produces effects that favour their growth, in their turn these components contribute to lowering the level leading to situations that turn
out to be still more favourable to declaration and therefore to the extension of the authoritarian component itself.THE SPECTACULAR
LEVEL OF THE CLASH
We must understand what we mean about this phenomenon and the real weight of its individual instances. So we therefore have it clear
that the authoritarian components (in their possible partitic expressions) are not something that has fallen from the sky, nor are they the
product of the decision of a summit of professional revolutionaries. They are instead the result of a very complex inrteraction between
revolutionary movement as a whole (therefore not only the authoritarian components) and the level of the clash. We also have it clear
that the action carried out by these components tends to lower the level of the clash. Moreover: we can say that the action, the more it
tries to raise this level - with actions prepared and realised by the military minority of the party - the more the level lowers. And this is
only understandable if one pays attention to the difference that passes between the s u b s t a n t i a l level of the clash and the s p e c
t a c u l a r level. The first is a complexive conflictual relationship between exploited classes and exploiting ones, the second is a partial
conflictual relationship between a part of the revolutionary movement and a part of the exploiting classes or rather, some of the specific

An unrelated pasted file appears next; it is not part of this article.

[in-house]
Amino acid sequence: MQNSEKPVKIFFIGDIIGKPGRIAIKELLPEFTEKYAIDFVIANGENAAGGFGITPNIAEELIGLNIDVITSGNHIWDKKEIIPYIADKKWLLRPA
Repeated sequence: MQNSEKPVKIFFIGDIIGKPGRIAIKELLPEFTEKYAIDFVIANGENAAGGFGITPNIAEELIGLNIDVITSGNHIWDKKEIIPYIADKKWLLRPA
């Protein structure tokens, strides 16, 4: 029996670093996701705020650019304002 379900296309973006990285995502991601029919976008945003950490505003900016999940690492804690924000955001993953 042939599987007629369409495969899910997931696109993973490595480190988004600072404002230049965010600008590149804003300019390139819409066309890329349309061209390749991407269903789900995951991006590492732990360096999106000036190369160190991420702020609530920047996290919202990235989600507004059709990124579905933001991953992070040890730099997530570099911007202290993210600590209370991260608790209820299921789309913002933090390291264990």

structures that these classes give themselves in order to carry out exploitation. The party thus tries to scavalcare the level of the
struggle. Such an operation could be leguitimate only if it were directed at promuovere the growth of the revolutionary process as a whole
and, in sott'ordine, of the revolutionary movement. But it turns out instead to be an operation of effective deceleration of the level of the
clash in that it claims to pose as part of the conflict in course, not the exploited classes but the party itself. Acting in this way, any
attempt to push up the level of the clash constantly translates itself into a push towards the bottom and so on to infinity, at least until
other qualitativelydifferent situations do not sovraggiungano capable of interrupting the process of decelration put into act.
The difference between the substantial level and the spectacular level of the clash is very important because it could seem strange
that the growth of the authroitarian forms of the movement, which often give life to eclatanti manifestations (precisely, spectacular) such
as calling everyone's attention because opportunely underlined by power, can correspond to a lowering of the level of the clash. But we
must not forget how the party constitutes a f l i g h t in the face of the reality of the clash, a ripiegarsi on oneself of those revolutionary
militants who feel strongly the stimulous to belong to an objective whole in which to be able to annull themselves. The more the level of
the clash lowers itself, the more these forms of the s e a r c h f o r t h e o b j e c t i v e become obvious and clamorous. The more the
level rises, the more they dilute themselves in a general revolutionary tendency that renders the model suggested by the party
THE INVERSE TENDENCIES TO THE REVOLUTIONARY PROCESS
It is not possible to have recourse to the category of the o b e c t i v e l y c o u n t e r r e v o l u t i o n a r y category to qualify
negatively the model of authoritarian intervention and the dimension of the party. Certainly it is a question of a negative contribution at
the level of the clash, but it always remains an i n t e r n a l contribution. It pertanto cannot be called counterrevolutionary in the strict